aligned postmoderns, the most vocal of whom have taken to the streets of Seattle, Quebec City and Washington, D.C., among other places, to protest globalization and the excesses of capitalism. Many have rejected the institutions of modernity - they are, at best, suspicious of government. However, they view the Internet as the last best chance for democratic renewal.
Post-boomers, post-nomadics and postmoderns will undoubtedly bump into each other in the electronic public square while contending for what may ultimately be irreconcilable world views. The hopeful, compelling sign is that they all are nesting in a networked world. In the main, they share a sophisticated view of the Internet - using it for communicating, commerce, creating community and arousing interest. Government fails to at least match that level of sophistication at its peril.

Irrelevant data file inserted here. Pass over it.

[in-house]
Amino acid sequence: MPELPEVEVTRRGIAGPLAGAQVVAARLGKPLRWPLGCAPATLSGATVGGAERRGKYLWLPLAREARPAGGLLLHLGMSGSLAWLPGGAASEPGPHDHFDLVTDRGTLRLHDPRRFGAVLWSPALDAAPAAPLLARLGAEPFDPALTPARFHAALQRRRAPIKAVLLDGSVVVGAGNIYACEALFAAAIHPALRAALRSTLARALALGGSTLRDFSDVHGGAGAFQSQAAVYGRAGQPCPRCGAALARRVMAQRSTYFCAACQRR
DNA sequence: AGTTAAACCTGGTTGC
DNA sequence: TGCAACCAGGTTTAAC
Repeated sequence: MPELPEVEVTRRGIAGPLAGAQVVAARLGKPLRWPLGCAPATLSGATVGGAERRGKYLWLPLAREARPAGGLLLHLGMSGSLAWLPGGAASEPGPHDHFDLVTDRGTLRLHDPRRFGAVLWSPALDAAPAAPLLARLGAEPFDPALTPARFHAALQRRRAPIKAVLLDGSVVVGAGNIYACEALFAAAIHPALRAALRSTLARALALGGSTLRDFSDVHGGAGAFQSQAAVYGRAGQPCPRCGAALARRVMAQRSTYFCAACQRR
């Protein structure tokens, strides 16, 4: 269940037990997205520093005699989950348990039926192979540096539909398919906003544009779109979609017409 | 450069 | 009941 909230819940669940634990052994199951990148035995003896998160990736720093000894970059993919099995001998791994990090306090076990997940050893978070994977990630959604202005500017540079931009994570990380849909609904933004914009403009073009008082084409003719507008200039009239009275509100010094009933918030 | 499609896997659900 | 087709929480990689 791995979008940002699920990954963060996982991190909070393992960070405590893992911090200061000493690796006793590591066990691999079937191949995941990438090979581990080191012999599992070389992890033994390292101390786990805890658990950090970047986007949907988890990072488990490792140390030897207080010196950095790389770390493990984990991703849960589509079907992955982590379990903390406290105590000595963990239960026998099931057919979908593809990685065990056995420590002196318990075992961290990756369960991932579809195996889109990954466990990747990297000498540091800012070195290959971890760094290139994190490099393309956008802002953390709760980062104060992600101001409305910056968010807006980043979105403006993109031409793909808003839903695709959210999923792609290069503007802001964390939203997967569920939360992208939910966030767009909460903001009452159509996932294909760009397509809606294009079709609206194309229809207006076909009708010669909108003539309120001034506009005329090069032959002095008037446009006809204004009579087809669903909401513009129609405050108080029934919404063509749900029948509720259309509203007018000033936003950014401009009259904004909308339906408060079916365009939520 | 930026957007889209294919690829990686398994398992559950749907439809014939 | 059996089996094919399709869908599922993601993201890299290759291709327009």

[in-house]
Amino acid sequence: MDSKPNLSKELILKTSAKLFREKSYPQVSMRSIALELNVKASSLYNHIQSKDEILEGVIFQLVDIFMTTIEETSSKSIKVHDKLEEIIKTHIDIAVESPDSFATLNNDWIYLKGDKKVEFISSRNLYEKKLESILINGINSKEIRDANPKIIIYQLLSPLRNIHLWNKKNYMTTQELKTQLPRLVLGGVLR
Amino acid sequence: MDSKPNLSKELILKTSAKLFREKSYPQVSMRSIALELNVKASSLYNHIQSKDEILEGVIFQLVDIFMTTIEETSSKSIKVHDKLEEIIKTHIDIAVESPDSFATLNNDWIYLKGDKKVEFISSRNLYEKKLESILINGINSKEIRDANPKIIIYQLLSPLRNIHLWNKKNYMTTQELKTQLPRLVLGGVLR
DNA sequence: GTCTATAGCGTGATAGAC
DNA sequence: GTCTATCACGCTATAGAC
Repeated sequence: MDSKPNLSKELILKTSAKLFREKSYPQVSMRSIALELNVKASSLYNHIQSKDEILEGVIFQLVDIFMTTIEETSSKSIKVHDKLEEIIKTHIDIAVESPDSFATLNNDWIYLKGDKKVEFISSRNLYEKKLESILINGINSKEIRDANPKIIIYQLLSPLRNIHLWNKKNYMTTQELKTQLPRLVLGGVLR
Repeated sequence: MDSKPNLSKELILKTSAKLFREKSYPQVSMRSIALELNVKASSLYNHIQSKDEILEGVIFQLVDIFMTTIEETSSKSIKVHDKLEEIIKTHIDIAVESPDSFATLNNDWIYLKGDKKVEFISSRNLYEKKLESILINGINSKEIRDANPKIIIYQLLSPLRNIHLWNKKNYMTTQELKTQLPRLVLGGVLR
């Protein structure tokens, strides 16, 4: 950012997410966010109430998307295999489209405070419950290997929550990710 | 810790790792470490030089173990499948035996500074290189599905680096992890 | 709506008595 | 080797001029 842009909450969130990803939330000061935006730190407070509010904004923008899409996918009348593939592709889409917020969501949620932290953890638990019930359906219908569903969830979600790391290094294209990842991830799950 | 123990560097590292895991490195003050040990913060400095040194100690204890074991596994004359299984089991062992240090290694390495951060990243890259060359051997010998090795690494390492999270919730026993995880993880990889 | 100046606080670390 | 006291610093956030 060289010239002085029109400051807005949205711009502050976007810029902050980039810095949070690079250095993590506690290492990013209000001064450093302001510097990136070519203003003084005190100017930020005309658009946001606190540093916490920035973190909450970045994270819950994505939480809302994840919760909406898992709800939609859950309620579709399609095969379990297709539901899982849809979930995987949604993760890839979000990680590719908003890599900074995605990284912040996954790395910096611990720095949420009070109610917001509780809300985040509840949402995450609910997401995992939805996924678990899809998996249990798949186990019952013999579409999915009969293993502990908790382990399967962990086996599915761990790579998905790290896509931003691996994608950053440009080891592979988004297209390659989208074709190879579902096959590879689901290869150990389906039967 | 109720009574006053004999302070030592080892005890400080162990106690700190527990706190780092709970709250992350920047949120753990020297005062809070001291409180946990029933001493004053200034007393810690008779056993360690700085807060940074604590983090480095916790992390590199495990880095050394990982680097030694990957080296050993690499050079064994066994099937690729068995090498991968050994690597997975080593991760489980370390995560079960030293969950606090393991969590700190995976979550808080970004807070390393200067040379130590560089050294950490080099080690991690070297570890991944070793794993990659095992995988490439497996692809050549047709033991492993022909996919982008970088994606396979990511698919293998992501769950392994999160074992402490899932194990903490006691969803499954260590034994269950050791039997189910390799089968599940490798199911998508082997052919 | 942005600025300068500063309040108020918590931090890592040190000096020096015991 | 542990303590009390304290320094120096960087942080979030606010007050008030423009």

The CIA's stark prediction about governments' loss of control in a society of free agents changes the rules for governing. We need a model of Governing Informatics to transcend the technology, people, processes and functions of government to focus on the highest-stake civil prize of them all: the idea of a participatory, representative democracy.
Paul W. Taylor, Ph.D.,